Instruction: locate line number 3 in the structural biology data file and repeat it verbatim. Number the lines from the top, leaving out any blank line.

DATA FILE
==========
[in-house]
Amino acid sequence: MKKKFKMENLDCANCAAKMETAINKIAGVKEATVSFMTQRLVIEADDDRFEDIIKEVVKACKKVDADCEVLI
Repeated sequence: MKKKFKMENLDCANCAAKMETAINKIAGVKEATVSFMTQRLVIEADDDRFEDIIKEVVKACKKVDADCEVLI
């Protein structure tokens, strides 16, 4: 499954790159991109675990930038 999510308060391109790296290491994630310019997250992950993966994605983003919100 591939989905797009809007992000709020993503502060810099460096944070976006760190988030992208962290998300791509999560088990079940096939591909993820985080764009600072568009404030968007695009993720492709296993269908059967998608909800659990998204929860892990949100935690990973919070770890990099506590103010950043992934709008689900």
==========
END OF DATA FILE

Repeated sequence: MKKKFKMENLDCANCAAKMETAINKIAGVKEATVSFMTQRLVIEADDDRFEDIIKEVVKACKKVDADCEVLI